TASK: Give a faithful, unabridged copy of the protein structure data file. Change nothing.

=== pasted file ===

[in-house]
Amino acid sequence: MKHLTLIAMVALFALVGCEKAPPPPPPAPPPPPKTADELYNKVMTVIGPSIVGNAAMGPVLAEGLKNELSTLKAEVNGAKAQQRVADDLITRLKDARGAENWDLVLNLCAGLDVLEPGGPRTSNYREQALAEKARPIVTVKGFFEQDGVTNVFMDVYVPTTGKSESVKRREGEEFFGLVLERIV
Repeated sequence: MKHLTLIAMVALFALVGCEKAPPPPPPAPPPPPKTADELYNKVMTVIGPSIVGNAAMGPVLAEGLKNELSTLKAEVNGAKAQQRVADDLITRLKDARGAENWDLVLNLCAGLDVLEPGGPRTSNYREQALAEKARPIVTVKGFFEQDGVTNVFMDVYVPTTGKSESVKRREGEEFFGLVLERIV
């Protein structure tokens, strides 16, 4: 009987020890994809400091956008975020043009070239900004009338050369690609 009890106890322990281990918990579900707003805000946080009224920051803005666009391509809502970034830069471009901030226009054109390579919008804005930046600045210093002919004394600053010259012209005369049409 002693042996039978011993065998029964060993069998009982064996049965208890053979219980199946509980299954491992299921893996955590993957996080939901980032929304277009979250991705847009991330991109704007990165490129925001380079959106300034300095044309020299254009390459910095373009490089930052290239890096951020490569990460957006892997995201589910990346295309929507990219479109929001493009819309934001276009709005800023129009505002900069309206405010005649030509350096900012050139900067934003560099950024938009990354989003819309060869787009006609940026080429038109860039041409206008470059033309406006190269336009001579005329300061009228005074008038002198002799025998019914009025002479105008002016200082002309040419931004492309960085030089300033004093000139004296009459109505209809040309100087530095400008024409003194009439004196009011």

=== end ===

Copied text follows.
[in-house]
Amino acid sequence: MKHLTLIAMVALFALVGCEKAPPPPPPAPPPPPKTADELYNKVMTVIGPSIVGNAAMGPVLAEGLKNELSTLKAEVNGAKAQQRVADDLITRLKDARGAENWDLVLNLCAGLDVLEPGGPRTSNYREQALAEKARPIVTVKGFFEQDGVTNVFMDVYVPTTGKSESVKRREGEEFFGLVLERIV
Repeated sequence: MKHLTLIAMVALFALVGCEKAPPPPPPAPPPPPKTADELYNKVMTVIGPSIVGNAAMGPVLAEGLKNELSTLKAEVNGAKAQQRVADDLITRLKDARGAENWDLVLNLCAGLDVLEPGGPRTSNYREQALAEKARPIVTVKGFFEQDGVTNVFMDVYVPTTGKSESVKRREGEEFFGLVLERIV
């Protein structure tokens, strides 16, 4: 009987020890994809400091956008975020043009070239900004009338050369690609 009890106890322990281990918990579900707003805000946080009224920051803005666009391509809502970034830069471009901030226009054109390579919008804005930046600045210093002919004394600053010259012209005369049409 002693042996039978011993065998029964060993069998009982064996049965208890053979219980199946509980299954491992299921893996955590993957996080939901980032929304277009979250991705847009991330991109704007990165490129925001380079959106300034300095044309020299254009390459910095373009490089930052290239890096951020490569990460957006892997995201589910990346295309929507990219479109929001493009819309934001276009709005800023129009505002900069309206405010005649030509350096900012050139900067934003560099950024938009990354989003819309060869787009006609940026080429038109860039041409206008470059033309406006190269336009001579005329300061009228005074008038002198002799025998019914009025002479105008002016200082002309040419931004492309960085030089300033004093000139004296009459109505209809040309100087530095400008024409003194009439004196009011």